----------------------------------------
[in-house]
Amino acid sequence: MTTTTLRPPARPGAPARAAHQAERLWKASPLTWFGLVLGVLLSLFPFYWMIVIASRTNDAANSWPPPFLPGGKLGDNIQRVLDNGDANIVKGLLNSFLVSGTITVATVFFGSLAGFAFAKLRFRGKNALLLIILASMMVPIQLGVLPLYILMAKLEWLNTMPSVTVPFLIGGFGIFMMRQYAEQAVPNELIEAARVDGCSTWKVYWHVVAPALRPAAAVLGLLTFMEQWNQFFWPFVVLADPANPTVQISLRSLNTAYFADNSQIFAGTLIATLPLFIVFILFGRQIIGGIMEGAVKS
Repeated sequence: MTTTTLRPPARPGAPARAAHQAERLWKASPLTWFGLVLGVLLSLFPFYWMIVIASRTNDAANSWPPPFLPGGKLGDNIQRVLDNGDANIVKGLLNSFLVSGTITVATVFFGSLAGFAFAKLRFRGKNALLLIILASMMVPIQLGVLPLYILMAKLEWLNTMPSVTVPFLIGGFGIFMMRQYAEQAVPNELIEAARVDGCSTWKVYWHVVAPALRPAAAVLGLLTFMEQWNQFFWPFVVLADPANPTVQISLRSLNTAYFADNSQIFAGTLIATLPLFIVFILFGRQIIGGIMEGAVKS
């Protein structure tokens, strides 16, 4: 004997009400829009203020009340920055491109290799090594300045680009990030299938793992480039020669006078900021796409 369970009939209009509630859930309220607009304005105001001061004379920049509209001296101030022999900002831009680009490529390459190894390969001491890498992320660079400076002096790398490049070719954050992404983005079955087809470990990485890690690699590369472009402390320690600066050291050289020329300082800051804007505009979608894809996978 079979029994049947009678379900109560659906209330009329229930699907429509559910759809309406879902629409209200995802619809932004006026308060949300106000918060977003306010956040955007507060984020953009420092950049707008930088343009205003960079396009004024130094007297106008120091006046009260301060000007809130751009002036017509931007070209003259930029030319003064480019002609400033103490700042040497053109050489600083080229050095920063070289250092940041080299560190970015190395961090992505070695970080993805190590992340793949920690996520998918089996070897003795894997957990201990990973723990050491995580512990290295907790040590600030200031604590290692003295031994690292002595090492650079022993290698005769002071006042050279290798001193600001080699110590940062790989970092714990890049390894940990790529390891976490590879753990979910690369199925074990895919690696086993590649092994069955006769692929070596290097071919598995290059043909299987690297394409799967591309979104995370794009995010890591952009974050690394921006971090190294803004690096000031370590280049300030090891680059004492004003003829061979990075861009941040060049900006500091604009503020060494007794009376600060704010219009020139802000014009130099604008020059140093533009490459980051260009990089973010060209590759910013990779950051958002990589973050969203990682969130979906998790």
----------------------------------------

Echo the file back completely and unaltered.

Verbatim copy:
[in-house]
Amino acid sequence: MTTTTLRPPARPGAPARAAHQAERLWKASPLTWFGLVLGVLLSLFPFYWMIVIASRTNDAANSWPPPFLPGGKLGDNIQRVLDNGDANIVKGLLNSFLVSGTITVATVFFGSLAGFAFAKLRFRGKNALLLIILASMMVPIQLGVLPLYILMAKLEWLNTMPSVTVPFLIGGFGIFMMRQYAEQAVPNELIEAARVDGCSTWKVYWHVVAPALRPAAAVLGLLTFMEQWNQFFWPFVVLADPANPTVQISLRSLNTAYFADNSQIFAGTLIATLPLFIVFILFGRQIIGGIMEGAVKS
Repeated sequence: MTTTTLRPPARPGAPARAAHQAERLWKASPLTWFGLVLGVLLSLFPFYWMIVIASRTNDAANSWPPPFLPGGKLGDNIQRVLDNGDANIVKGLLNSFLVSGTITVATVFFGSLAGFAFAKLRFRGKNALLLIILASMMVPIQLGVLPLYILMAKLEWLNTMPSVTVPFLIGGFGIFMMRQYAEQAVPNELIEAARVDGCSTWKVYWHVVAPALRPAAAVLGLLTFMEQWNQFFWPFVVLADPANPTVQISLRSLNTAYFADNSQIFAGTLIATLPLFIVFILFGRQIIGGIMEGAVKS
């Protein structure tokens, strides 16, 4: 004997009400829009203020009340920055491109290799090594300045680009990030299938793992480039020669006078900021796409 369970009939209009509630859930309220607009304005105001001061004379920049509209001296101030022999900002831009680009490529390459190894390969001491890498992320660079400076002096790398490049070719954050992404983005079955087809470990990485890690690699590369472009402390320690600066050291050289020329300082800051804007505009979608894809996978 079979029994049947009678379900109560659906209330009329229930699907429509559910759809309406879902629409209200995802619809932004006026308060949300106000918060977003306010956040955007507060984020953009420092950049707008930088343009205003960079396009004024130094007297106008120091006046009260301060000007809130751009002036017509931007070209003259930029030319003064480019002609400033103490700042040497053109050489600083080229050095920063070289250092940041080299560190970015190395961090992505070695970080993805190590992340793949920690996520998918089996070897003795894997957990201990990973723990050491995580512990290295907790040590600030200031604590290692003295031994690292002595090492650079022993290698005769002071006042050279290798001193600001080699110590940062790989970092714990890049390894940990790529390891976490590879753990979910690369199925074990895919690696086993590649092994069955006769692929070596290097071919598995290059043909299987690297394409799967591309979104995370794009995010890591952009974050690394921006971090190294803004690096000031370590280049300030090891680059004492004003003829061979990075861009941040060049900006500091604009503020060494007794009376600060704010219009020139802000014009130099604008020059140093533009490459980051260009990089973010060209590759910013990779950051958002990589973050969203990682969130979906998790």